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Making Your People An Asset Rather Than A Liability

Your people are your biggest asset but can easily become your biggest liability. The most important thing you can do for your business is to give them the tools to make the right decisions when dealing with data. 95% of cyber incidents can be traced back to human error. 30% of phishing emails bypass default security measures and Avanan research indicates that 4% of all emails are phishing emails. This means there are exponential opportunities for your organisation to fall victim to a cyber criminal.

There is a noted spike in phishing activities which are predictably seen between 8 and 11 am, with another spike in the afternoon to coincide with when people are naturally distracted or tired. This shows that cyber criminals have tried and tested methods to exploit the common traits we all share.

These traits are not necessarily a bad thing. Some are double edged such as trust of authority and a sense of urgency which is how CEO scams have become so prevalent.

Some are a little more self serving but perfectly understandable. We all have a little bit of excitement at a freebie or a little bit of anxiety at the thought we could be missing out on the offer of a lifetime.

A phishing scam in 2018 used The World Cup to steal login credentials to buy and resell electronic goods. There was a spike in activity during the FIFA World Cup which is attributed to people wanting to purchase cheap TVs to watch the football.

Another weakness to which we are all occasionally prone is the temptation to rush when we are busy. Accidental email leaks are even more common than you might think! We all know the moment of panic after pressing ‘reply all ‘ and is a major cause of security breaches. In 2017, 269 billion emails were sent daily and the UK’s Information Commissioner’s Office (ICO) found that emails such as this were behind many breaches.

Increasingly phishing is not restricted to email and uses social apps like WhatsApp and Messenger which we are all connected to every day. There is a temptation to view these as safer due to the perceived lack of formality however they are able to use this social aspect to make their scams even more successful.

A recent scam used WhatsApp to send out “Win a Sainsbury gift card” message which encouraged the receiver to share with their family and friends increasing the reach of the scammer. Clicking on the links in these messages you would be asked for personal data and some instances malware could be downloaded.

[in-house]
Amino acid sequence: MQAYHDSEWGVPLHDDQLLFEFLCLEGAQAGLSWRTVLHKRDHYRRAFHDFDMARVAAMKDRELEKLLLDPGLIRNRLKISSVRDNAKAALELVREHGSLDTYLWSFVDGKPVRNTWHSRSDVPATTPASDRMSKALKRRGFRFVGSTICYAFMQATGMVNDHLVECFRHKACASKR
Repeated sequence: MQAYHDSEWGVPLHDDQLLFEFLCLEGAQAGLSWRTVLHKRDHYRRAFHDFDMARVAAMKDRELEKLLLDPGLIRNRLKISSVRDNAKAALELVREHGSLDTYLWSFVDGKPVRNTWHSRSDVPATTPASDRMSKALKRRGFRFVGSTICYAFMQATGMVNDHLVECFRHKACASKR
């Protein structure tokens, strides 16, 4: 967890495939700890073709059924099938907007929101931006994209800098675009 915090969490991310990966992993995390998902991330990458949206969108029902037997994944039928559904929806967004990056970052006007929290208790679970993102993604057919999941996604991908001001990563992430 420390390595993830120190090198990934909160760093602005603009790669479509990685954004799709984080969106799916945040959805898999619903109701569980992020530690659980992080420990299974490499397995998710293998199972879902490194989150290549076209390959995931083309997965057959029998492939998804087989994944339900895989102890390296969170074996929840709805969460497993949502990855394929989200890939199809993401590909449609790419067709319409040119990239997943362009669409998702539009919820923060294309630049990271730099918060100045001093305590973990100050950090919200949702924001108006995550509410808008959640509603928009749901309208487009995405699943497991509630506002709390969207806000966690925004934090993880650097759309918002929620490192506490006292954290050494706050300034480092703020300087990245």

There are now so many different ways for cyber criminals to engage with their victims it is easy to get caught out. It is also human. Cyber criminals are sophisticated and have honed their craft to exploit these weaknesses. People can be both terribly predictable and unpredictable. This is not something you can change. But you can change attitudes, raise awareness and empower your people through an effective cyber training program.

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Claims Example

A financial controller in a law firm received a call from what seemed to be the firm’s bank, explaining that some suspicious wire transfers had been flagged on the business account. The caller insisted that there was an immediate danger of the remaining funds being drained and that they needed a password and a PIN to put a freeze on the account. The financial controller wanted to avoid any further loss and so confirmed these details to the caller. It later emerged that this had led to $118,830 being wired to three overseas accounts in nine separate transactions. Because the transactions had seemingly been authorised, no reimbursement was offered by the bank.

Making Your Cyber Security Training Effective

Cyber education can also be seen as a tick box exercise by many managers and staff who find themselves under pressure for time. 55% of companies admit not providing regular cyber security training. But it has never been more important to make the time for cyber security training. People are more likely to engage with a program which offers them an immediacy and is memorable to the recipient. This can include humour, videos and interactive content.

There are many different options when it comes to cyber security training but generally the most success is found by choosing a program which combines certain key elements and is divided into manageable modules to avoid cognitive overload and training fatigue. It is easier to reinforce content when the user is encouraged to make connections in their own minds.

With any sort of training initiative it is important to monitor the success of the program. Many programs will offer a variety of modes of assessment. Users may be able to test their skills using real life scenarios or once engaged with a subject they have the option to discuss more with autonomous learning. Rather than using fear of judgement and the accompanying embarrassment or shame; curiosity and engagement become the key motivators for the user. Many platforms create new content regularly to ensure it stays current and up to date with the headlines.

All of these aspects help to make cyber security part of your organisation’s culture. A proactive and open culture for your people is possibly your best defence against a cyber attack.

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